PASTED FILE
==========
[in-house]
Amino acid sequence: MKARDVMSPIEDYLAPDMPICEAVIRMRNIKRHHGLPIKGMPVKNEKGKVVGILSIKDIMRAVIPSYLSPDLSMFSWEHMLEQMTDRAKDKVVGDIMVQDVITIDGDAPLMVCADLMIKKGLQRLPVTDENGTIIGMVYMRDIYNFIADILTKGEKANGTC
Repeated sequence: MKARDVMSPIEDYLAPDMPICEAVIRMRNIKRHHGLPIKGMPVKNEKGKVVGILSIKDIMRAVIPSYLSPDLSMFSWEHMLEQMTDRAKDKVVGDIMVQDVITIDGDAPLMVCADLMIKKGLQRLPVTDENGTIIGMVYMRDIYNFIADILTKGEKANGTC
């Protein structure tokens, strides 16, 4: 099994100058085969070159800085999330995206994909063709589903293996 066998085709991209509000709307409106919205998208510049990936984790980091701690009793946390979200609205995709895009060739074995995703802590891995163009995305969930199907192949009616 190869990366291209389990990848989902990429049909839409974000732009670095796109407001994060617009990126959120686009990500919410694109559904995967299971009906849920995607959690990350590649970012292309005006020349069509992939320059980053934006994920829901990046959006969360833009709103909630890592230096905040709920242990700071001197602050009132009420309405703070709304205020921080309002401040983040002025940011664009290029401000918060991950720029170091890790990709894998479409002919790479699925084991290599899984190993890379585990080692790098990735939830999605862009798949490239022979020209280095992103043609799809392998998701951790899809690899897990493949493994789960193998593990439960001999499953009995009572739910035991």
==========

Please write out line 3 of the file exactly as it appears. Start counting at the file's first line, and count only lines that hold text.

Repeated sequence: MKARDVMSPIEDYLAPDMPICEAVIRMRNIKRHHGLPIKGMPVKNEKGKVVGILSIKDIMRAVIPSYLSPDLSMFSWEHMLEQMTDRAKDKVVGDIMVQDVITIDGDAPLMVCADLMIKKGLQRLPVTDENGTIIGMVYMRDIYNFIADILTKGEKANGTC